Theater Ghost

Courtesy of Flickr: Β Β© Timothy Neesam

The building had a slow death.
Wooden floors scuffed
From the haughty click of stilettos,
Wandering wheels hauling stage props,
The soft slide of wingtips.
Screams embedded in
The crimson curtains
Thinned their satin lining.

How the seats hugged
The weighted souls,
Anchoring them
With secrets,
Men with their mistresses,
Women with their longing
Hanging off their necks,
Smooth pearls of spun mucus.

I liked them best, these buried beauties.
No use for people with little substance.
Too many with their insides out —
Makes them hollow and lazy.
Strange humans —
Beauty was never a face.

I collected their thoughts,
Rolling down the aisles,
Gathering in corners,
Seeking dark spaces.
While no one looked,
I fingered them into whispers,
As the audience lost their memory.

Of course, there was always
One or two who resisted.
Dragged by a spouse or lover.
If bored, I pricked their skin.
Put a breeze on them.
Watched them jump to life.

It was the collective sigh and clap
I sought.
A single thought impregnating
The crowd.
How many epiphanies had I seen?

And the actors,
I devoured them all,
Not on stage,
But in their tiny back rooms
With mirrors and lights
Drawing on expressions.
Children with crayons,
Staying in the lines that held their eyes and lips,
Bold pronouncements,
Exclamations of beings,
All that beautiful space
Between happy and sad.
How they were able to
Transform and haunt
Discarded remains, spooning
Marrow into the bowls of
The blind.

Like insects, they followed
The lights
Clementine clouds and turquoise skies,
Bruised suns punched in the center
Of their wooden faces.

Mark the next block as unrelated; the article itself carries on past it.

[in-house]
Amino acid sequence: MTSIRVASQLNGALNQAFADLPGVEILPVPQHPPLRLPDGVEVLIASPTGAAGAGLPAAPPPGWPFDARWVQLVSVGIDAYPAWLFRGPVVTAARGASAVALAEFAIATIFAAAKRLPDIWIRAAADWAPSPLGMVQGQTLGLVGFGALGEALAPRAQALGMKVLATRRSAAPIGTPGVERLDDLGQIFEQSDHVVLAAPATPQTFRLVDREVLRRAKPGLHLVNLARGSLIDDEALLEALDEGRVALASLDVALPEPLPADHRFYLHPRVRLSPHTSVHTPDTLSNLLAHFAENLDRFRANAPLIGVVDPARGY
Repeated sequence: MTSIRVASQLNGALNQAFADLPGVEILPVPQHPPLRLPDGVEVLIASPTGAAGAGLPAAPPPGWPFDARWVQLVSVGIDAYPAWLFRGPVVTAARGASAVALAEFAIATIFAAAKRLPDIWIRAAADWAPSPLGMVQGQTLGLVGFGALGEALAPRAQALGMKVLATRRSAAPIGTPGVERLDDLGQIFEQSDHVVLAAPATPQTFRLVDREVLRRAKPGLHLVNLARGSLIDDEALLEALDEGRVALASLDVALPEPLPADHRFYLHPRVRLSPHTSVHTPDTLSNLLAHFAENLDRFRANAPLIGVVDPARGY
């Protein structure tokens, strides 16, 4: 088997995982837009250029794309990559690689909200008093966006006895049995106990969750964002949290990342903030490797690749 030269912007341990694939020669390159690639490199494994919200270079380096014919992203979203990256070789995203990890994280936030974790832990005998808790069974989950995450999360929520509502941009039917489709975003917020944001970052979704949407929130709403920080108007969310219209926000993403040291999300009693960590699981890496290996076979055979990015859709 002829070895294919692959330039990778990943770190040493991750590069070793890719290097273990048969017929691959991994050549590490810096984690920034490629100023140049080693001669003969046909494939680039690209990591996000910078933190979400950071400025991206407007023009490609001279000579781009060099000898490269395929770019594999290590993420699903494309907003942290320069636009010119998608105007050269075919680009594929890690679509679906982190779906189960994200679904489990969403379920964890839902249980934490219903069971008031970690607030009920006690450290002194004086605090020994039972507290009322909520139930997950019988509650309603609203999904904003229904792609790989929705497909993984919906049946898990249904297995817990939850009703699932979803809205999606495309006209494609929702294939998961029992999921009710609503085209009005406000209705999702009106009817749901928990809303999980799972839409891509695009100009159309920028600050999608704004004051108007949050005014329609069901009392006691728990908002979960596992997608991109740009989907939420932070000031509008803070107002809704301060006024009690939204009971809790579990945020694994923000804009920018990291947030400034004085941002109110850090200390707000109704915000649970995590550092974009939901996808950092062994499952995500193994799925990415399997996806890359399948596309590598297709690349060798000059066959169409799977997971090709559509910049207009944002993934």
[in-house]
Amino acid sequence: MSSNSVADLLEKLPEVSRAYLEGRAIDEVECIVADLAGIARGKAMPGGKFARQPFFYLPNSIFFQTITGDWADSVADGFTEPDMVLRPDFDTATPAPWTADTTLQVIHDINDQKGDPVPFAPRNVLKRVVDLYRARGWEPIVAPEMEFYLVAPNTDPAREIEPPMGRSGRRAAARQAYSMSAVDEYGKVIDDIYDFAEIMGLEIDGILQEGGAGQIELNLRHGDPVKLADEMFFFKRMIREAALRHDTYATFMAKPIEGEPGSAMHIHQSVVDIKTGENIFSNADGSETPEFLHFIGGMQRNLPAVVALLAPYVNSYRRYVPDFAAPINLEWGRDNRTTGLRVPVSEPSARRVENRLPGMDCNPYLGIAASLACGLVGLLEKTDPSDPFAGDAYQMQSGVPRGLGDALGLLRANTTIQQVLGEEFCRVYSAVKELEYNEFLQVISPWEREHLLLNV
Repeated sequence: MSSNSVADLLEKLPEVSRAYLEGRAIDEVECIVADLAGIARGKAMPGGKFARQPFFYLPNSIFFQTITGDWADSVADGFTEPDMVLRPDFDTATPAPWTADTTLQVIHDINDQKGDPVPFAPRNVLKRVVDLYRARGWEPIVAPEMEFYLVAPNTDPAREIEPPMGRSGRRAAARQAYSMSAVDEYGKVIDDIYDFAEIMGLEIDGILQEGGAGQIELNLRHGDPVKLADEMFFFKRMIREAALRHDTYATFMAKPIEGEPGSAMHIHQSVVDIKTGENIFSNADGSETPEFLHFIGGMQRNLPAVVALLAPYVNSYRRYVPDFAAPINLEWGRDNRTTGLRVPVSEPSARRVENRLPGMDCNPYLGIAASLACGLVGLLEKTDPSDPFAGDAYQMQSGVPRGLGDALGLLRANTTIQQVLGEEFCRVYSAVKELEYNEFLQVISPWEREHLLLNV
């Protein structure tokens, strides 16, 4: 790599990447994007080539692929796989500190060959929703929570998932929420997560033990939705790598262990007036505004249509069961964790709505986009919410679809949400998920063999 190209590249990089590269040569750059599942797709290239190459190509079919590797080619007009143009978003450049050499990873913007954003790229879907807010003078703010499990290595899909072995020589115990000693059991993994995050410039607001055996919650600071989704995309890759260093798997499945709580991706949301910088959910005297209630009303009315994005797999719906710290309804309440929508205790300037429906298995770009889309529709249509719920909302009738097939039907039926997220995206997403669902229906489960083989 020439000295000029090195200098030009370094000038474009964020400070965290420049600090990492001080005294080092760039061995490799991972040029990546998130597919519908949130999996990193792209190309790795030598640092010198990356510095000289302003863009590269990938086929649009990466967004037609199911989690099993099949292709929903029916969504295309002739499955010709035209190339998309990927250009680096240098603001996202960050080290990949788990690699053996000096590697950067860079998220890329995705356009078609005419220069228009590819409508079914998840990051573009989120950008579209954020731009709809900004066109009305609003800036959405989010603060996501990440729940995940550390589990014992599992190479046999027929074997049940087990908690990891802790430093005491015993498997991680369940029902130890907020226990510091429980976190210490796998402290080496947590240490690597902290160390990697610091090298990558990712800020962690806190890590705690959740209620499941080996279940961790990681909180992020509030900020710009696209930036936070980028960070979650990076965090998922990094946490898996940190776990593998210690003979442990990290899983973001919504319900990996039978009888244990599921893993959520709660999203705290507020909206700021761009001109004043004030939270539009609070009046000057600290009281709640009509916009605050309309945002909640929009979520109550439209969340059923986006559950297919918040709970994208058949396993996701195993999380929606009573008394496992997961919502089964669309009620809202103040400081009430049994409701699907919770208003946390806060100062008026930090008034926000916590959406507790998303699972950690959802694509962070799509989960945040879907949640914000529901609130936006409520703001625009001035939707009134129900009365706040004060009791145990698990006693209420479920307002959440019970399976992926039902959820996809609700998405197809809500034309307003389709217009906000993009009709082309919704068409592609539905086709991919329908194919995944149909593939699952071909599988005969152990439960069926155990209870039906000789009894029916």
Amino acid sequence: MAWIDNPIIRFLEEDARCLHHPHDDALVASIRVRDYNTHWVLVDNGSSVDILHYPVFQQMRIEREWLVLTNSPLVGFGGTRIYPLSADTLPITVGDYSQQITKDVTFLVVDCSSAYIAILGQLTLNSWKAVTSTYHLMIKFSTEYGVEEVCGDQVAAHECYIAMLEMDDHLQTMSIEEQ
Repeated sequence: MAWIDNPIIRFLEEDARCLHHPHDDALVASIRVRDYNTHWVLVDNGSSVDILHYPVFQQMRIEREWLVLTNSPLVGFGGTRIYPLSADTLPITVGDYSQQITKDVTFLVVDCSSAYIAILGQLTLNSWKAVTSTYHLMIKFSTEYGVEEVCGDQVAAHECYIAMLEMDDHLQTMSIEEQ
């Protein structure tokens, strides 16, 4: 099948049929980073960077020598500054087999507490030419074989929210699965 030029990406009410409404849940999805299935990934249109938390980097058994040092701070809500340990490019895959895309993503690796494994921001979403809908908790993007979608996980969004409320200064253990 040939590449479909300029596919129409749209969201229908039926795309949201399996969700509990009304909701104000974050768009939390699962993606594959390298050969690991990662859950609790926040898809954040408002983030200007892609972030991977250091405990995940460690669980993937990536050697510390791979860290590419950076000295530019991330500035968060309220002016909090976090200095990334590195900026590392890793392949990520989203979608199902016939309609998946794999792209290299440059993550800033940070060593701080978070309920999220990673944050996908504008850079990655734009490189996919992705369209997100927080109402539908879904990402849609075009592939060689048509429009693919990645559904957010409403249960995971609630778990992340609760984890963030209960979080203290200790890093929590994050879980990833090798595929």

Cozy homes with dizzy paper walls,
Trunks propping up emerald tops.
The audience glazed over them,
Saw what they wanted,
Saw themselves.
But I saw everything.

Now the painted artifice is stacked,
Shoved into corners
Leaving a hollow space,
And the audience has fled
To where the weather is cruel.
No longer bits of Styrofoam, glitter and dust,
No more beautiful ballerinas
With bloody toes and painted smiles,
Or operatic voices filling the audience
With lost love and sickness,
Emptying themselves until depleted
Left clutching their hot tea and honey.

They paid homage to me,
Every night
Before a run.
And every night
I drank their rose-scented tears
Remembering death’s bittersweet taste.

And although I know
There is no beginning without an end,
I still hate the call of the curtain and
The breath before
The final bow.

-S. S. Hicks


20 thoughts on “Theater Ghost

  1. Debbie

    Something terribly sad about an abandoned building. And a theater — with all the human emotion, drama, and activity onstage and off — might be one of the sadder ones. This one’s a winner, DD!

  2. Don Royster

    I love the line:
    “And the actors,
    I devoured them all,”

    Your poem reminds me not just of abandoned theaters. Also all those buildings and places where human beings filled with life. So many of us have left a bit of ourselves in them. Time rusts everything but our memories of those places. Also it reminded me of one of my favorite movies, “Cinema Paradiso”. You have managed to do what Sinatra did with this song:

    1. desertdweller29

      I loved it! That’s one Sinatra song I haven’t heard. The Dodgers move really shook a lot of people in NY. Can’t imagine being the demolition crew on Ebbets Field that year.

      Abandoned places are eerie, ripe for the imagination. Every theater has its ghosts, but where do the ghosts go when the demo crew shows up? I tossed that around for a while…

      Thanks again for the great comments — alway!

  3. margo roby

    Oh, that opening line and the way it sets us up to enter the narrative. I hadn’t thought of a building’s death [many things, really] as protracted, as beginning from its beginning. So many truths revealed in this poem. The final stanza is a knockout.

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